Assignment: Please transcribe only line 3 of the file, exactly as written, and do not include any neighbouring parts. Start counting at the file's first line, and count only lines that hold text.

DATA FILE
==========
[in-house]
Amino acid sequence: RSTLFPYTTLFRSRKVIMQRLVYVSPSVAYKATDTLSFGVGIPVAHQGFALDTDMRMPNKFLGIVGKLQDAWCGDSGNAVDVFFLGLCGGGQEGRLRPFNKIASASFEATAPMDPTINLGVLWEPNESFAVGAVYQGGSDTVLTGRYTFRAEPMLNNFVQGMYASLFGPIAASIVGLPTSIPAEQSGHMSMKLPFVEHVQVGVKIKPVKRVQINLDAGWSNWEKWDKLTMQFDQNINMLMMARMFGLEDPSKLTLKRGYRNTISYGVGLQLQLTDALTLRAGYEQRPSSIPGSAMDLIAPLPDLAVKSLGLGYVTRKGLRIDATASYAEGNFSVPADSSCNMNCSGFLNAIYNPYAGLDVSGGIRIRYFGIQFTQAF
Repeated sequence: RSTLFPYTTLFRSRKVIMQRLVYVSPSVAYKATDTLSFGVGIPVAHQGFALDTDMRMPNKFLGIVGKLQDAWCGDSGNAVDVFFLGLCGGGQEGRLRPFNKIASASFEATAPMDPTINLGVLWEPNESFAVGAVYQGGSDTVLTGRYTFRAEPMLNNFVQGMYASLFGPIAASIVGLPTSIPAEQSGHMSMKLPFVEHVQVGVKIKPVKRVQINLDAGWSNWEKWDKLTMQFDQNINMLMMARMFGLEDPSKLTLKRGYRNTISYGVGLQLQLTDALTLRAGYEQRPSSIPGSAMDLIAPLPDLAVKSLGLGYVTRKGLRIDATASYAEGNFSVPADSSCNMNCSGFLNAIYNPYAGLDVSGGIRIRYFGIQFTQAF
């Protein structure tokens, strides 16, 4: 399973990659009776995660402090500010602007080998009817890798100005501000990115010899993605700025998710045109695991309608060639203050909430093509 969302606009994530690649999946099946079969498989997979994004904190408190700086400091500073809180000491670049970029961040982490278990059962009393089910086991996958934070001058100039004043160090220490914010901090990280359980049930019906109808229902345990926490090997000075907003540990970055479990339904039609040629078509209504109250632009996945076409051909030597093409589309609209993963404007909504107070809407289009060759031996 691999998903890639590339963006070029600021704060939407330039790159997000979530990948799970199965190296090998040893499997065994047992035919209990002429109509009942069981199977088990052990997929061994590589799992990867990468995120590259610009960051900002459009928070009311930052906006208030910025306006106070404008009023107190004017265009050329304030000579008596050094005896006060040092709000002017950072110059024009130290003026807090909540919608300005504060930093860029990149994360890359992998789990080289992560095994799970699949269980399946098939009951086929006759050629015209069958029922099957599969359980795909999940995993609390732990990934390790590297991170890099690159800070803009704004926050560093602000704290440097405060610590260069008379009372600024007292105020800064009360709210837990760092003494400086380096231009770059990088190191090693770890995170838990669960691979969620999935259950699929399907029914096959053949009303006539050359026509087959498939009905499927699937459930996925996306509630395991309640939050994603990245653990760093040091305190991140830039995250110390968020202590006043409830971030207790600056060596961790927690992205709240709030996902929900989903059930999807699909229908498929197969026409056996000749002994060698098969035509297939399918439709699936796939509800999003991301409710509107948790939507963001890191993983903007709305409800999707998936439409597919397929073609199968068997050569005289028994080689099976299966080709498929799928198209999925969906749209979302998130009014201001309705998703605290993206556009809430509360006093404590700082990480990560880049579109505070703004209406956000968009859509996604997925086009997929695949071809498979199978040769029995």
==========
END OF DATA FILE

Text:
Repeated sequence: RSTLFPYTTLFRSRKVIMQRLVYVSPSVAYKATDTLSFGVGIPVAHQGFALDTDMRMPNKFLGIVGKLQDAWCGDSGNAVDVFFLGLCGGGQEGRLRPFNKIASASFEATAPMDPTINLGVLWEPNESFAVGAVYQGGSDTVLTGRYTFRAEPMLNNFVQGMYASLFGPIAASIVGLPTSIPAEQSGHMSMKLPFVEHVQVGVKIKPVKRVQINLDAGWSNWEKWDKLTMQFDQNINMLMMARMFGLEDPSKLTLKRGYRNTISYGVGLQLQLTDALTLRAGYEQRPSSIPGSAMDLIAPLPDLAVKSLGLGYVTRKGLRIDATASYAEGNFSVPADSSCNMNCSGFLNAIYNPYAGLDVSGGIRIRYFGIQFTQAF